D-Line Play in the 3-3 Stack Defense

This article was written by Darrin Sheffer, Coach at Brentville District HS (VA), and founder of the Obsessed with Offense Blog. Coach Sheffer has recently transitioned into coaching defense, and has successfully utilized the 3-3 Stack defense into his system.

D-Line Play in the 3-3 Stack Defense

As a former Offensive guy I used to participate in the age old debate of “What Scheme best fits my players”.  Well, turns out that Defensive guys have the exact same debate. 

One of the questions I constantly see on Twitter goes something like “I’ve got small/average sized lineman and we play teams that are bigger and stronger than us, what can we do about it?” 

Well, I don’t claim to have all the answers for you Coach, but I would tell you that you may want to look into the 3-3 Stack Defense. 

Even though I have only been in this defense for one season I really do believe that the Stack can get your smaller linemen in better positions for success.  

The Stack is great for teams who have smaller/faster lineman, but even if you have bigger/stronger guys you could still run the Stack because it is extremely flexible. 

The way that we run it at our HS fits our smaller guys better (our biggest lineman this season was 220 lbs) because our line slanted on every single play. 

We had over 20 different calls for D-Line slants and stunts, but we had 4 main Slant calls we focused on: Strong, Weak, Pinch and Loop.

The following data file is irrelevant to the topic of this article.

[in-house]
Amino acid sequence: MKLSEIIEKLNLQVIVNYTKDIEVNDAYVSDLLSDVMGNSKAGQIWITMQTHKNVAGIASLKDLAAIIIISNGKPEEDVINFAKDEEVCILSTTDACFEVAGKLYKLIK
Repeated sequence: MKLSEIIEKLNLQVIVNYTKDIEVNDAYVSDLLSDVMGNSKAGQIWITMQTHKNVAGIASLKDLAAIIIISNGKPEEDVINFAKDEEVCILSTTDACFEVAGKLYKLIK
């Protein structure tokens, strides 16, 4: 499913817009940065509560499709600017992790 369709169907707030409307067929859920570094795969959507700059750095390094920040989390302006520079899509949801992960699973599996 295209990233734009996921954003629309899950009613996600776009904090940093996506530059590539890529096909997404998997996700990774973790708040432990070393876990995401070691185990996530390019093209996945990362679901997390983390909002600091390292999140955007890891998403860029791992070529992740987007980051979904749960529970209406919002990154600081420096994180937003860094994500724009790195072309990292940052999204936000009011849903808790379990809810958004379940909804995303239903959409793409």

We believe that having our guys focus on their movement and slanting had them in better positions than the type of gap assignments you see in 4-3 or 4-2-5 defenses.

Techniques for D-Line in Stack

If you are thinking about going to the Stack you may need to rethink the types of techniques you are teaching your linemen.  Because we are focusing on using movement on each play, the speed of your players “get-off” and hitting gaps on the slants are more important than attacking O-Lineman shoulders. 

You also won’t need to work much on bull rushing, instead focus on hand fighting and wrist control.  The point here is to be fast into the gap and get the O-line hands off of you. 

The last thing we want in the Stack is for our small lineman to get into a stalemate with a bigger stronger guy.  Also, because of the fact that we have multiple movements up front, and multiple blitzes with LBs, the O-Line will have no idea where your players are going which can cause havoc up front.  

 If you have any questions feel free to contact me on Twitter @darrinsheffer 

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